The Varsity went to all 28 food locations at UTSC, 15 of which were able to produce halal certificates.

Staff at nine locations claim that all of their menu items are halal. Ten locations serve halal items alongside non halal items, but staff claim that they prepare the items separately. Meanwhile, two other locations also serve halal proteins alongside non halal proteins, but the extent to which these proteins come into contact with each other remains unclear. At seven locations, staff confirmed that none of their meats are halal.

The Varsity was not able to verify whether the proteins available in on-campus vending machines are halal. The Varsity also did not include beverage outlets such as Booster Juice and Chatime in its analysis. 


Student Centre

Staff at Hero Certified Burgers and Pitalite claim that they only serve halal food. Their menus do not contain any pork or alcoholic beverages. 1265 Bistro also exclusively serves halal proteins and does not serve any pork, but the establishment does serve alcohol. Staff at Hero Certified Burgers and 1265 Bistro showed The Varsity their halal certificates, while staff at Pitalite were not able to produce its certificate to The Varsity in time for publication. 

Companies can receive Halal certificates from third party certifying agencies if they meet halal standards based on the Quran’s classifications of what is haram (forbidden) and halal (permissible). These standards include ensuring that foods contain no alcohol or pork, keeping haram and Najasa (impure) products separate from halal foods, and butchering animals in a certain way.

The packed sandwiches at the INS Market are halal certified, while the Jamaican patties are not. 

Staff at Asian Gourmet claim that the four chicken dishes they serve are halal, but could not clarify whether the chicken comes into contact with other types of meat in the kitchen. They told The Varsity that they do not have a halal certificate because not all of their proteins are halal.

Lastly, staff at KFC and Subway told The Varsity that none of their meats are halal.

Market Place

“Ninety-nine per cent of the time, our products are halal,” said Leroy Whisker — the executive chef for Aramark at UTSC — in an interview with The Varsity. He said that everything made in house at the Market Place is halal except for pork, turkey, and veal dishes. 

Whisker was able to show The Varsity copies of the Market Place’s halal certificate. He said that the Market Place sources all its proteins from Sysco — a US-based multinational food distribution company that offers halal-certified meat.

In addition, staff do not cook halal and non halal proteins with the same equipment at the same time. “The two are never crossing one another… We keep them separate as much as possible,” he said.

Whisker said that when he started in his role last August, he converted the majority of proteins at the Market Place into halal because he wanted to prevent confusion among customers.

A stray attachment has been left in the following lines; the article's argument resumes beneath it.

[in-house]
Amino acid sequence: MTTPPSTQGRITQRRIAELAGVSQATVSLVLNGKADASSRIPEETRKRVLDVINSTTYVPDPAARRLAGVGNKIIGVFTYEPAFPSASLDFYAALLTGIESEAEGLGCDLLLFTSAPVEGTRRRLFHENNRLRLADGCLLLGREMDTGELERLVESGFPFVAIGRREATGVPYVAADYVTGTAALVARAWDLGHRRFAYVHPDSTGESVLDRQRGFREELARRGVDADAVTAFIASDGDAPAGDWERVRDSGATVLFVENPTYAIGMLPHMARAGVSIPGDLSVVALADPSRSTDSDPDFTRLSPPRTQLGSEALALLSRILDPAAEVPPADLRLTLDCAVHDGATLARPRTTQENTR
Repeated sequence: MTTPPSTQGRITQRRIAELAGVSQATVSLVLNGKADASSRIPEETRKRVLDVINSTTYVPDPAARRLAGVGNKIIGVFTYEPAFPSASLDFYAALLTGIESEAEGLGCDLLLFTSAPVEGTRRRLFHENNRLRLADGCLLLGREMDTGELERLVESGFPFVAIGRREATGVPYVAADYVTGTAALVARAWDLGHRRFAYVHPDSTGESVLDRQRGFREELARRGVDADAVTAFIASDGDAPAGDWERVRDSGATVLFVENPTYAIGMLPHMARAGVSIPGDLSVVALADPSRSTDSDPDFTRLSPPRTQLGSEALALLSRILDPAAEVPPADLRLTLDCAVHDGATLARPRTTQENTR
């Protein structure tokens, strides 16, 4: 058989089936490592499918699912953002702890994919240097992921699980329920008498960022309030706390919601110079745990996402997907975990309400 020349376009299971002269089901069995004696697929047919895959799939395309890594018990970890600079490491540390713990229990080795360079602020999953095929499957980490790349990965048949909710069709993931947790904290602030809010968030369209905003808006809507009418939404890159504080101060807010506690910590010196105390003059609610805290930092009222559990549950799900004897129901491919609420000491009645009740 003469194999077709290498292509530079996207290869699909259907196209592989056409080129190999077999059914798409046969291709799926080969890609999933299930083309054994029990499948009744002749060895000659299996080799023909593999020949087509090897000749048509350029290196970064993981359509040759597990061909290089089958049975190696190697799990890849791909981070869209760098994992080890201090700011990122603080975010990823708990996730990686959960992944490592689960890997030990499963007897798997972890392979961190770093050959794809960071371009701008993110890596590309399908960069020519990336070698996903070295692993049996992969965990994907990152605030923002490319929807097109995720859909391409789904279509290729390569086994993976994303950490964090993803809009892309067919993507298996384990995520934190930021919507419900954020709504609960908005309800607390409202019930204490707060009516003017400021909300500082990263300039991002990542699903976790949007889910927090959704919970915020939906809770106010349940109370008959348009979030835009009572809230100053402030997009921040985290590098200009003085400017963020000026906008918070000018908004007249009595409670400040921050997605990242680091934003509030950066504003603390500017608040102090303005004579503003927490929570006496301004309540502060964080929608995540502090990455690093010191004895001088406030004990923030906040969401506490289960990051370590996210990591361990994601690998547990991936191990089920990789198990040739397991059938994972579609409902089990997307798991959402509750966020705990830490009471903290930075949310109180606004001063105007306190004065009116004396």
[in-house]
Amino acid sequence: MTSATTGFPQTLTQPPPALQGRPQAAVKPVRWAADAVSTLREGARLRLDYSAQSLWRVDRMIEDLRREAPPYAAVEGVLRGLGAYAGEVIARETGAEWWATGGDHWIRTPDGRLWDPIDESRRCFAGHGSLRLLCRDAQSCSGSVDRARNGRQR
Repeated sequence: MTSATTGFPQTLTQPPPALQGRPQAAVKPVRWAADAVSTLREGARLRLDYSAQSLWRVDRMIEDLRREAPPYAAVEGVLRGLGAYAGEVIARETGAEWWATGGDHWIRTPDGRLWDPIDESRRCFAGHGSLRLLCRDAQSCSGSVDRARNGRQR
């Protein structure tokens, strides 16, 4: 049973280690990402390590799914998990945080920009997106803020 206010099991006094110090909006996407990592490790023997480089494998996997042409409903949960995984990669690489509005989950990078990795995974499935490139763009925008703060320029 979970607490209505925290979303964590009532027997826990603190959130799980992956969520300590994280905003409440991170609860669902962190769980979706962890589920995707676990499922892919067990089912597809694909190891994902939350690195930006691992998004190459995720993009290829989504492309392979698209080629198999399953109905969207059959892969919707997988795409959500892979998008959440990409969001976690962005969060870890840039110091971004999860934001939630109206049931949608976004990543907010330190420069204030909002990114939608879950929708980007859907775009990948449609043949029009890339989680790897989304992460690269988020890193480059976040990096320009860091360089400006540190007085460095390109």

For example, he switched the pepperoni used for pizzas in Pizza Pizza from regular to halal. He also eliminated pork from Noodle Fix and Zoca in order to reduce the opportunities for halal and non halal proteins to come into close contact with each other. “If [a dish is] not halal, we’ll put a sign out,” he said. 

Now, Whisker is working to get hotdog sausages and Italian sausages that are halal. “Whatever we can get halal, we’ll do halal,” he said. 

All menu items at Food Lab, Salad Bar, Noodle Fix, and Zoca are halal. Pizza Pizza offers both halal and non-halal proteins. Make Bakery does not sell meat but does sell Rice Krispies, which may contain gelatin.

Meanwhile, The Local Grill House, Chopsticks, Tavolino, Ready to Go, and Hot Grab and Go serve non halal meals alongside halal meals. The Local Grill House sells bacon and non halal sausages in the mornings for breakfast; Chopsticks sells pork bellies; and Ready to Go sells turkey sandwiches. While the beef patties, meat pie, beef savoury pastries, and chicken savoury pastries at Hot Grab and Go are halal, its chicken patties are not halal, because the Market Place orders them from an external company. 

Lastly, the packaged chicken teriyaki at Bento Sushi is not halal, as the Market Place chefs do not make that dish in the kitchen. Bento Sushi also serves pork gyoza and barbeque pork steamed buns.

Whisker added that during Ramadan, the Market Place offers food for students to order online and pick up in the evening. 

North Campus

Staff at La Prep told The Varsity that their roast beef is halal certified but could not clarify whether the roast beef comes into contact with other types of meat in the kitchen. 

At the Toronto Pan Am Sports Centre, staff at Tim Hortons and Pizza Pizza said that none of their meats are halal. Meanwhile, staff at Pool Sides Bar and Grill told The Varsity that only their chicken meats are halal, except for their chicken tenders and chicken wings. However, they use separate pans, cutting boards, and knives to prepare their halal and non halal proteins. Pool Sides staff were able to show The Varsity their halal certificate. 

The rest

Staff at the Starbucks and the Tim Hortons in the Bladen Wing said that none of their meats are halal. Meanwhile, staff at the Tim Hortons Express Kiosk in the Humanities Wing said that all their menu items are halal as they only serve coffee and meatless pastries at that location.

Gathering Grounds is run by Aramark. Whisker said that while the chicken patties there are not halal, the beef patties are. 

At the Social Sciences Building, Alijandro’s serves all halal food items. Staff were able to show The Varsity their halal certificate.